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My next book

The Next Big Thing encourages writers to share their work. Participants answer questions on their next big project (usually a book, but not always – one of the nominees listed with me was a playwright) each Wednesday, and pass the baton on to five other writers to continue the project the following week.

Last week, I was tagged by Rachel Hills.

This provides me with the perfect excuse to discuss my next book which I have just completed. I had the pleasure of co-writing this with my dear friend Nina Funnell.

1) What is the working title of your next book?

“Love – An Empowered Girl’s Guide to Dating and Relationships”. It must be said though that we are still playing around with a number of titles. Like all expectant parents, we are keen to ensure we get the name for our baby just right. 

2) Where did the idea come from for the book?

Recently Nina and I met for coffee and found ourselves browsing through the self-help / relationship section at a local bookshop. We noted there was a whole genre of books out there aimed at young women, that would have them believe that landing a man means being less of who they really are. And there didn’t seem to be any books at all that were offering the kind of advice we actually wanted when we were teen girls – how to survive crushes, how to tell if someone likes you, how to cope with heartbreak, how to set relationship boundaries, how to know when it’s time to break up with your partner, and even (shock horror) how to actually enjoy being single (because it can be awesome)!

And while there are hundreds of studies conducted on teenagers and sex every year, there are almost no comprehensive studies (or very few) about teen relationships, in part because teen relationships are often viewed as trivial or unworthy of serious academic study. But the reality is, teen relationships are far from trivial. In fact these early experiences help shape us and lay the foundation for future relationships.  

So we decided that if we didn’t think any of what was out there already was particularly helpful, that we should offer something different.

3) What genre does your book fall under?

Relationships – non-fiction. 

4) What actors would you choose to play the part of your characters in a movie rendition?

My initial thoughts were that it is not the type of book that would be made into a film; but I then realised that of course one of the classic guides to relationships, “He’s Just Not That Into You”, was made into a very successful movie. So, should Hollywood call, I would  suggest a cast of young, diverse, interesting actors and actresses. With the soundtrack by Paul Dempsey / Something For Kate.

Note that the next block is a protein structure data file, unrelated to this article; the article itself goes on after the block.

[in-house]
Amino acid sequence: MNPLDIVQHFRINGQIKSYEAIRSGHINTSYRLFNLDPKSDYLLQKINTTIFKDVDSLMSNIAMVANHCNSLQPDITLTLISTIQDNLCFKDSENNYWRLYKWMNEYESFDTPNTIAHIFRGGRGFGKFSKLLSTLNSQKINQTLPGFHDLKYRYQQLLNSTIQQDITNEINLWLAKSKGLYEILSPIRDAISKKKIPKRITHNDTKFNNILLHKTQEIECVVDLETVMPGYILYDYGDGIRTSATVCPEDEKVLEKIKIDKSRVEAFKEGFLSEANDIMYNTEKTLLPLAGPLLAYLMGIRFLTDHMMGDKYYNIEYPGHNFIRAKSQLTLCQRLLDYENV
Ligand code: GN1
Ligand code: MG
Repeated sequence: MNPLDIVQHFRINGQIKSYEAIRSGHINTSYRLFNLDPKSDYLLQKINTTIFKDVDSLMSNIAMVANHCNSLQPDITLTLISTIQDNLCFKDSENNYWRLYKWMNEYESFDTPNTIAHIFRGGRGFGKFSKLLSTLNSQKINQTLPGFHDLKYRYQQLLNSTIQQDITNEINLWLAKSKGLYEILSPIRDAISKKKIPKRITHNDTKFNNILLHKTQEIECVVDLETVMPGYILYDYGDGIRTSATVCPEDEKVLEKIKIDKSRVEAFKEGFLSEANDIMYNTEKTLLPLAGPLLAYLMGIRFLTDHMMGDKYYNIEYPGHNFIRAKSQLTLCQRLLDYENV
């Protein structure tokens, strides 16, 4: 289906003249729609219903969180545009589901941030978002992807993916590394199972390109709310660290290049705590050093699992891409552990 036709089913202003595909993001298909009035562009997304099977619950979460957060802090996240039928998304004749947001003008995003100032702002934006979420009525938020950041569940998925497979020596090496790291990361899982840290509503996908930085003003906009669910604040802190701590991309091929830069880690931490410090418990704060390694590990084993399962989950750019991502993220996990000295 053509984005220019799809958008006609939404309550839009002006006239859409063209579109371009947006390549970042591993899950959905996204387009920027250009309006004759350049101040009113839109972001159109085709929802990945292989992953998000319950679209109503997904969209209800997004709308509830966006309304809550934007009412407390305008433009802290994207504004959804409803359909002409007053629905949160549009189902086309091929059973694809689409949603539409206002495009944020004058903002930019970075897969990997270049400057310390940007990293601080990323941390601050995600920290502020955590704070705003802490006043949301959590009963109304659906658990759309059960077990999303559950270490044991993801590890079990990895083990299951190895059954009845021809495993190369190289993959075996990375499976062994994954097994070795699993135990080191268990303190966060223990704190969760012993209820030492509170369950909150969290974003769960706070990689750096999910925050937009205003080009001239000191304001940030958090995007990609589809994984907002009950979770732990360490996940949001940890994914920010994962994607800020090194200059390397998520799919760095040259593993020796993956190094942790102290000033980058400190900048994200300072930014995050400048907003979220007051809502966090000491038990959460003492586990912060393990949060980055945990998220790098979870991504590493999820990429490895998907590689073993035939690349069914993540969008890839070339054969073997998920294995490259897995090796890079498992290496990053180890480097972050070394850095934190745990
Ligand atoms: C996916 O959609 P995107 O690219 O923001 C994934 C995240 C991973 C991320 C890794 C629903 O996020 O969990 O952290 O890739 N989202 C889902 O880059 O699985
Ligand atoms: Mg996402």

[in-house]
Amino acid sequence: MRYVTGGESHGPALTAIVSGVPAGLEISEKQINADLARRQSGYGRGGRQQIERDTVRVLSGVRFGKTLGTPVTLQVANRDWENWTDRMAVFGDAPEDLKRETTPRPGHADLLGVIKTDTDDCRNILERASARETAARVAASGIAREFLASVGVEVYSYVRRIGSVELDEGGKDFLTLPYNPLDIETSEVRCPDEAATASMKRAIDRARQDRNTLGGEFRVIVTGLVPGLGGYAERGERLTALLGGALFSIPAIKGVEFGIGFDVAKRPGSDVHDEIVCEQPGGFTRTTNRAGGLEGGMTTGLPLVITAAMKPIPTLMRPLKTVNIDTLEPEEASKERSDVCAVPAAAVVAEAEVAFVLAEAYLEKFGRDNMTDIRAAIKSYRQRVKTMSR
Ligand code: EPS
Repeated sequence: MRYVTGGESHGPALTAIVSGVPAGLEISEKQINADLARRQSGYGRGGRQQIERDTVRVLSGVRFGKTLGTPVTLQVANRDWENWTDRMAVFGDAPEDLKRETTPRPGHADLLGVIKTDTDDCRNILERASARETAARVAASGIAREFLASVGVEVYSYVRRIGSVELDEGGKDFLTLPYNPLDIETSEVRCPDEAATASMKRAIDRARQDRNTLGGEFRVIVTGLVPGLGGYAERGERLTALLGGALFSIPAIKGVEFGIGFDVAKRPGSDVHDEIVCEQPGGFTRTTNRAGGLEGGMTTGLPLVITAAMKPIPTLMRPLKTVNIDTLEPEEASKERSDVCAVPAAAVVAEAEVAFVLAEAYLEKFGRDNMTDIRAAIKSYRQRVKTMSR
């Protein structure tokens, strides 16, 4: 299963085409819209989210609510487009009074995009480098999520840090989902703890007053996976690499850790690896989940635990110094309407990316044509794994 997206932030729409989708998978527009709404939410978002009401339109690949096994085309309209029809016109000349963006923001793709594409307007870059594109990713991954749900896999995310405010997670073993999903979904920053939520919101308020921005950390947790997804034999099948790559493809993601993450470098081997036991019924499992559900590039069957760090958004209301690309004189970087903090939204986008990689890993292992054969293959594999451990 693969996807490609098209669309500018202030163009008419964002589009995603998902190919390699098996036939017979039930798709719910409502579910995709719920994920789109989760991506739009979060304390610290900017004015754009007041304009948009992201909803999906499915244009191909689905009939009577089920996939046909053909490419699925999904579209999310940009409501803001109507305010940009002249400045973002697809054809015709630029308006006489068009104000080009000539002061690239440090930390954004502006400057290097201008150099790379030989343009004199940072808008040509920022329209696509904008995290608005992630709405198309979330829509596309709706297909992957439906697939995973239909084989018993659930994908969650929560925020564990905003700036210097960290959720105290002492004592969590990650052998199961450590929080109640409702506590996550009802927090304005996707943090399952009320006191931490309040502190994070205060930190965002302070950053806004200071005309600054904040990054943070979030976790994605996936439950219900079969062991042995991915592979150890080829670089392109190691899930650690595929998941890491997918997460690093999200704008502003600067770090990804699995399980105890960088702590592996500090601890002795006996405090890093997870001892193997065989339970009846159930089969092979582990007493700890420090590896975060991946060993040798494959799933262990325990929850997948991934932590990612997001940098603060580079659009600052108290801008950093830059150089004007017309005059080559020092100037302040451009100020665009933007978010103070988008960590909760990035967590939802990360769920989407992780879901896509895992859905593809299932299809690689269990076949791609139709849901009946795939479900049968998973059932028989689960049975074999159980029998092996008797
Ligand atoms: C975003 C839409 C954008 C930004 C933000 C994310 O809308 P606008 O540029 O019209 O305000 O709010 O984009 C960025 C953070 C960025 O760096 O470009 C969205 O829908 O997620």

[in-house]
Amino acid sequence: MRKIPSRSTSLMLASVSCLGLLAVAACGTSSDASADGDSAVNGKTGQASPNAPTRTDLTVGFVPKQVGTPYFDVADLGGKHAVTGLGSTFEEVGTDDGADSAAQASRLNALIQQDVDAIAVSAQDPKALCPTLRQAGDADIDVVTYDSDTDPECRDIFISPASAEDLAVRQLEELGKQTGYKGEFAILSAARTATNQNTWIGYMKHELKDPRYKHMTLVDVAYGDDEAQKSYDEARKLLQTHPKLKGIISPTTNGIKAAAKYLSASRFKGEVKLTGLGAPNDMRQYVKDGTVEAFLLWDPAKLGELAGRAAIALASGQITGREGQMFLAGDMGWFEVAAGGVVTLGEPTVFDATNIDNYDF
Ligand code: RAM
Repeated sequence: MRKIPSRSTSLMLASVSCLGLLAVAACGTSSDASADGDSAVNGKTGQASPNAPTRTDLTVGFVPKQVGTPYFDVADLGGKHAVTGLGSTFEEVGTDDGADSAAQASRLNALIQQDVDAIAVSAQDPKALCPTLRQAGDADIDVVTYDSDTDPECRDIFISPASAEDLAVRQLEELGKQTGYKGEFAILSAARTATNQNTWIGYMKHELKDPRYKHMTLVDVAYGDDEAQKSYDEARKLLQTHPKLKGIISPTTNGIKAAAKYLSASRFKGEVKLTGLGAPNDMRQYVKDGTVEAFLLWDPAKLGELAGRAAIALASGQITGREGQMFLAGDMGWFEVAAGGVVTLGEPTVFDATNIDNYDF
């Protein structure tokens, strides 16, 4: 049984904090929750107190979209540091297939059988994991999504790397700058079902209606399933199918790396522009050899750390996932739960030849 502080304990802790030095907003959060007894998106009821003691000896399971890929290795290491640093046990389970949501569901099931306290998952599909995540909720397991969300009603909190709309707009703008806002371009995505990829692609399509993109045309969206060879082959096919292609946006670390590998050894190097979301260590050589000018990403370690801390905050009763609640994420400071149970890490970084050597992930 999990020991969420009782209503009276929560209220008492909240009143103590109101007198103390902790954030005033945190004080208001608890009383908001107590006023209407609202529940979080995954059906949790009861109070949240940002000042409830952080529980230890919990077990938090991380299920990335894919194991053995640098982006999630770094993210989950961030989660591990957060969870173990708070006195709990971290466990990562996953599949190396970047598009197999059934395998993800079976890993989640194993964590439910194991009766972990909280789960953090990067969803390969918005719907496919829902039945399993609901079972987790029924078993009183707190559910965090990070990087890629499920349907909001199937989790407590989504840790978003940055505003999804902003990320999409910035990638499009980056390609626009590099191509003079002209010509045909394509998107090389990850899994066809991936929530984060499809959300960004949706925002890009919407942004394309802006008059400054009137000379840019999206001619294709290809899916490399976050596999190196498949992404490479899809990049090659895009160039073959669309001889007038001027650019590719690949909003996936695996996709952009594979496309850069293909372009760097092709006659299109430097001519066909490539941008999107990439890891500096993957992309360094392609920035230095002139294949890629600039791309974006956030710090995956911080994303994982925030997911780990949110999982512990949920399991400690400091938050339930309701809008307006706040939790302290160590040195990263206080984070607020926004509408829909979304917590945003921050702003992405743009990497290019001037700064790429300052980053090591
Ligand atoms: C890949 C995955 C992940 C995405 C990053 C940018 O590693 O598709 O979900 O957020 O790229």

Hey, if we are dreaming here…

5) What is the one-sentence synopsis of your book?

This book is an up –front guide to ethical dating and relationships which will empower young women. 

6) Will your book be self-published or represented by an agency?

The book will be published by Harper Collins, February 2014. 

7) How long did it take you to write the first draft of the manuscript?

Nina and I had discussed the book concept for some time, but really only began writing 6 months ago. 

8) What other books would you compare this story to within your genre?

The chapters I wrote are similar in their tone to my other book for teen girls, The Girl With The Butterfly Tattoo. However, the book itself  deliberately parts ways with other guides to relationships that are already on the market for young people.  

9) Who or what inspired you to write this book?

All the girls Nina and I work with in schools inspired this book. 

10) What else about the book might pique the reader’s interest?

Think of this book as being a little like a “Lonely Planet” guide to Love written specifically for teen girls. We tell them about our travels, what we liked, what we hated, the places we would definitely go again and those they need to avoid… and we invited many other “travelers” to share their experiences too. It is warm and wise – and the teen girls we have shared it with to date absolutely love it! 

Next Wednesday, you’ll see a response from this writer I hereby tag*:

Sharon Witt  

* Technically, I am supposed to tag 5 writers but as as it is the Christmas season, I could only access one willing to participate at this time. Hey – it’s quality,  not quantity that counts.

 

Published inBlogsBooksGender stereotypingResourcesSexualisation of childrenSexuality Education

2 Comments

  1. Sam Power

    This sounds like a much needed, fabulous guide for teen girls and I am absolutely itching to read it. As an educator I am always looking for valuable resources to give me further insight into the minds of teenage girls. Although it is aimed at the teenage demographic, I am positive that there will be a lot I can learn and take away from it too! Thanks for sharing this post Danni – I can’t wait to get my hands on a copy of your latest writing sensation! 🙂

  2. Jane Higgins

    Don’t you just wish there was this book on the market when we were teens and dating??? I personally got myself into some pickles and kissed some yucky frogs looking for my Prince to save me. Your book would have saved me some tears, heartbreak and dignity! Looking forward to reading it Danni and Nina. xx

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